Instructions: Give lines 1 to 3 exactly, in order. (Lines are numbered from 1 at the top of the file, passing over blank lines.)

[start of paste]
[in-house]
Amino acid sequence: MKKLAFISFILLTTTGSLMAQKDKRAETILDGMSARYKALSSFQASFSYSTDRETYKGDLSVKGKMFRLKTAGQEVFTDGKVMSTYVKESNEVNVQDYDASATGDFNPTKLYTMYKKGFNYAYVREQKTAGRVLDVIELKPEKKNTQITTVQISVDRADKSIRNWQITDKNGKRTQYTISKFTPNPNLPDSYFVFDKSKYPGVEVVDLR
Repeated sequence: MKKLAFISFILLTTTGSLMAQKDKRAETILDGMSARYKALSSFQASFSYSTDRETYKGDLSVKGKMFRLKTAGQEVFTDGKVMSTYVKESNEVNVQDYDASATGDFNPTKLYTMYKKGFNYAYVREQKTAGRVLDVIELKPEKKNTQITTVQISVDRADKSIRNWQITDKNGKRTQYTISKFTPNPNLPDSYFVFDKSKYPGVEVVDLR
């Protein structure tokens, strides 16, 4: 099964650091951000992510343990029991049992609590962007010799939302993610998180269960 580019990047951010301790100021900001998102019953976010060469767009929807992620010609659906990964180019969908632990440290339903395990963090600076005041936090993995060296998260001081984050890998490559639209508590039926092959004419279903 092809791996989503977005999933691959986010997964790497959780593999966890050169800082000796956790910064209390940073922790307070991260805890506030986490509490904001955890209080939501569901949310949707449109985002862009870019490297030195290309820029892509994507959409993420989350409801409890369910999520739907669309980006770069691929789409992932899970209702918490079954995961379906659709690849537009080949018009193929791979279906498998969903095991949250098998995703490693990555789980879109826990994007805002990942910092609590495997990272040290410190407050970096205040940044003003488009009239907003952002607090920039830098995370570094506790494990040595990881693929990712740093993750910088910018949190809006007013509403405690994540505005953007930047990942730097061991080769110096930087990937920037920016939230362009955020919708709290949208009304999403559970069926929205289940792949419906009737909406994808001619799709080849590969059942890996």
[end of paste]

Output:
[in-house]
Amino acid sequence: MKKLAFISFILLTTTGSLMAQKDKRAETILDGMSARYKALSSFQASFSYSTDRETYKGDLSVKGKMFRLKTAGQEVFTDGKVMSTYVKESNEVNVQDYDASATGDFNPTKLYTMYKKGFNYAYVREQKTAGRVLDVIELKPEKKNTQITTVQISVDRADKSIRNWQITDKNGKRTQYTISKFTPNPNLPDSYFVFDKSKYPGVEVVDLR
Repeated sequence: MKKLAFISFILLTTTGSLMAQKDKRAETILDGMSARYKALSSFQASFSYSTDRETYKGDLSVKGKMFRLKTAGQEVFTDGKVMSTYVKESNEVNVQDYDASATGDFNPTKLYTMYKKGFNYAYVREQKTAGRVLDVIELKPEKKNTQITTVQISVDRADKSIRNWQITDKNGKRTQYTISKFTPNPNLPDSYFVFDKSKYPGVEVVDLR